Kiev has repeatedly accused Russian forces, which seized the factory in March, of storing heavy weapons in the complex and using it as cover to carry out attacks, knowing that Ukraine cannot fire back without risking one of to hit the factory’s six reactors – a mistake that would spell disaster. Moscow, meanwhile, has claimed that Ukrainian troops are targeting the site. Both sides have tried to point the finger at the other for threatening nuclear terrorism.
For Olga and her Ukrainian colleagues who still work at the factory, the specter of nuclear disaster isn’t just the stuff of nightmares — it’s an everyday reality.
It’s “like sleeping and watching a dream,” she told DailyExpertNews in a recent telephone interview, describing the surreal, long-lasting shock she experienced working at the factory, which although owned by Russian troops, still mainly operated by Ukrainian technicians.
In the months since the nuclear facility was taken, Ukrainian workers have slowly begun to return – performing tasks in partially shattered rooms and only interacting with Russian soldiers when they cross two checkpoints to enter the complex.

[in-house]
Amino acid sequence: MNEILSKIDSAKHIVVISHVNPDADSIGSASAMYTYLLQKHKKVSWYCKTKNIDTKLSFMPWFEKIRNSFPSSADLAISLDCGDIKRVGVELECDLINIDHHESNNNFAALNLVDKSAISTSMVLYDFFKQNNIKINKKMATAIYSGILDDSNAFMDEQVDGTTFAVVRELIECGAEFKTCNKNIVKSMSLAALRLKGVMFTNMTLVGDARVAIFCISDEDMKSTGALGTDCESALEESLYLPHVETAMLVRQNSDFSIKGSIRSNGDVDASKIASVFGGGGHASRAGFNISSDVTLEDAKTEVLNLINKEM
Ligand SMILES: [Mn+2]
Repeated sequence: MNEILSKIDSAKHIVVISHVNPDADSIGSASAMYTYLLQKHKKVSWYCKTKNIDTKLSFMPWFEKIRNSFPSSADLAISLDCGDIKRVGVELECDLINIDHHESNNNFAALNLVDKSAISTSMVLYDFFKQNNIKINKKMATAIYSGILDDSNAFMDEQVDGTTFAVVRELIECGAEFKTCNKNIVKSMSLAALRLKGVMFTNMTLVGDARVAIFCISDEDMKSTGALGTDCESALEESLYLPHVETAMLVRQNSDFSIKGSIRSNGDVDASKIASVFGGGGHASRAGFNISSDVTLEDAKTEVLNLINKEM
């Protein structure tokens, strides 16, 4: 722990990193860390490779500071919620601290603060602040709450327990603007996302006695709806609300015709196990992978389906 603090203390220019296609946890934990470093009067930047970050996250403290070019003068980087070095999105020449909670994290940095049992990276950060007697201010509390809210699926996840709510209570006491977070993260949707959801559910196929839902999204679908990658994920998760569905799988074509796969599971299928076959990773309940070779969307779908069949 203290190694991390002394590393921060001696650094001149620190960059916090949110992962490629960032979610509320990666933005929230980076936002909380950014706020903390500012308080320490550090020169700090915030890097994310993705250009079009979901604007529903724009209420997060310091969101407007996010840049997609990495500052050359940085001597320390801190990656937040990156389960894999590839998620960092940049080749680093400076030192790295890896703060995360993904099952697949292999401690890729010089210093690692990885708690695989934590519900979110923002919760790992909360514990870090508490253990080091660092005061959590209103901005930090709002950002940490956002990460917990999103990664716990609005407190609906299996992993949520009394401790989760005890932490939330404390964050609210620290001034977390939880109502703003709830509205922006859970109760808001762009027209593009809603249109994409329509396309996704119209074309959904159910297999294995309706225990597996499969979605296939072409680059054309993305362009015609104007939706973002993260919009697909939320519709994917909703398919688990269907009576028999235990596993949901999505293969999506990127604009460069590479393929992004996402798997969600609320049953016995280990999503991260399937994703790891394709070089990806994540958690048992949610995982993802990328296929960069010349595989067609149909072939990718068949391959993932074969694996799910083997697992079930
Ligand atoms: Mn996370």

“After the occupation, only operational personnel worked at the station. There were many broken and burned rooms and windows. Then they slowly started asking people to come and work for specific tasks,” Olga, whose name has been changed to protect her identity, said .
“Now the part of the staff that didn’t leave is working. About 35 to 40% of the employees have left.”
The reduced workforce and the resurgence of fighting are making working conditions increasingly weak.
Ukraine and Russia again exchanged blame after more shelling around the power plant Thursday night, just hours after the United Nations called on both sides to cease military activities near the power plant, warning of the worst if they didn’t.
“This is a serious hour, a serious hour, and the IAEA must be able to complete its mission in Zaporizhzhya as soon as possible,” Grossi said.
Energoatom, Ukraine’s state-run nuclear power company, accused Russian troops on Thursday of attacking a storage facility for “radiation sources” and shelling a fire station near the factory. A day later, the company said in a statement on its Telegram account that the plant was operating “at the risk of violating radiation and fire safety standards”.